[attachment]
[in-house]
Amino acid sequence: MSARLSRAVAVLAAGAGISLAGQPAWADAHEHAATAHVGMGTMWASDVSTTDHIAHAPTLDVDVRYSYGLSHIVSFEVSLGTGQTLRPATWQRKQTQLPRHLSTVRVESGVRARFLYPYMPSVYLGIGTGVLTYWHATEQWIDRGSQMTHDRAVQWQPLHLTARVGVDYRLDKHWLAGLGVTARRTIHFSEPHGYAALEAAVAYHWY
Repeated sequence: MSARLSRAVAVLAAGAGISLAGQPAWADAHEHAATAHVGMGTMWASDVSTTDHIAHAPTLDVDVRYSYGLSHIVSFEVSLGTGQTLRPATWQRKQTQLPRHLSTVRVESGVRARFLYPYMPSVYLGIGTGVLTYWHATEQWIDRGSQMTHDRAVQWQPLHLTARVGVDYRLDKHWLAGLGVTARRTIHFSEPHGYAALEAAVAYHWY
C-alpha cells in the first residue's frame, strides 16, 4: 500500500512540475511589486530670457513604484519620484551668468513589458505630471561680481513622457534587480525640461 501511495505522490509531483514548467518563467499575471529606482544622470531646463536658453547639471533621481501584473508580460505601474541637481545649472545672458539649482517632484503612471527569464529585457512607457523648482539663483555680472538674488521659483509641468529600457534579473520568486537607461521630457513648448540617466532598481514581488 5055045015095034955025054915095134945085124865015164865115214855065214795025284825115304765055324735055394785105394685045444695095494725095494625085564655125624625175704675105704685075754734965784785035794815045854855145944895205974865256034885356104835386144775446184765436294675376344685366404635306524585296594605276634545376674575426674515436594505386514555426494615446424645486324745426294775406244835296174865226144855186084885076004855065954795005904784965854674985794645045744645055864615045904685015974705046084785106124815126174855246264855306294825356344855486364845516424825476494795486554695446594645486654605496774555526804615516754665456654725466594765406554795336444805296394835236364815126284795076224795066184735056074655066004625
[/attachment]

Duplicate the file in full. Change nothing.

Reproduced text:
[in-house]
Amino acid sequence: MSARLSRAVAVLAAGAGISLAGQPAWADAHEHAATAHVGMGTMWASDVSTTDHIAHAPTLDVDVRYSYGLSHIVSFEVSLGTGQTLRPATWQRKQTQLPRHLSTVRVESGVRARFLYPYMPSVYLGIGTGVLTYWHATEQWIDRGSQMTHDRAVQWQPLHLTARVGVDYRLDKHWLAGLGVTARRTIHFSEPHGYAALEAAVAYHWY
Repeated sequence: MSARLSRAVAVLAAGAGISLAGQPAWADAHEHAATAHVGMGTMWASDVSTTDHIAHAPTLDVDVRYSYGLSHIVSFEVSLGTGQTLRPATWQRKQTQLPRHLSTVRVESGVRARFLYPYMPSVYLGIGTGVLTYWHATEQWIDRGSQMTHDRAVQWQPLHLTARVGVDYRLDKHWLAGLGVTARRTIHFSEPHGYAALEAAVAYHWY
C-alpha cells in the first residue's frame, strides 16, 4: 500500500512540475511589486530670457513604484519620484551668468513589458505630471561680481513622457534587480525640461 501511495505522490509531483514548467518563467499575471529606482544622470531646463536658453547639471533621481501584473508580460505601474541637481545649472545672458539649482517632484503612471527569464529585457512607457523648482539663483555680472538674488521659483509641468529600457534579473520568486537607461521630457513648448540617466532598481514581488 5055045015095034955025054915095134945085124865015164865115214855065214795025284825115304765055324735055394785105394685045444695095494725095494625085564655125624625175704675105704685075754734965784785035794815045854855145944895205974865256034885356104835386144775446184765436294675376344685366404635306524585296594605276634545376674575426674515436594505386514555426494615446424645486324745426294775406244835296174865226144855186084885076004855065954795005904784965854674985794645045744645055864615045904685015974705046084785106124815126174855246264855306294825356344855486364845516424825476494795486554695446594645486654605496774555526804615516754665456654725466594765406554795336444805296394835236364815126284795076224795066184735056074655066004625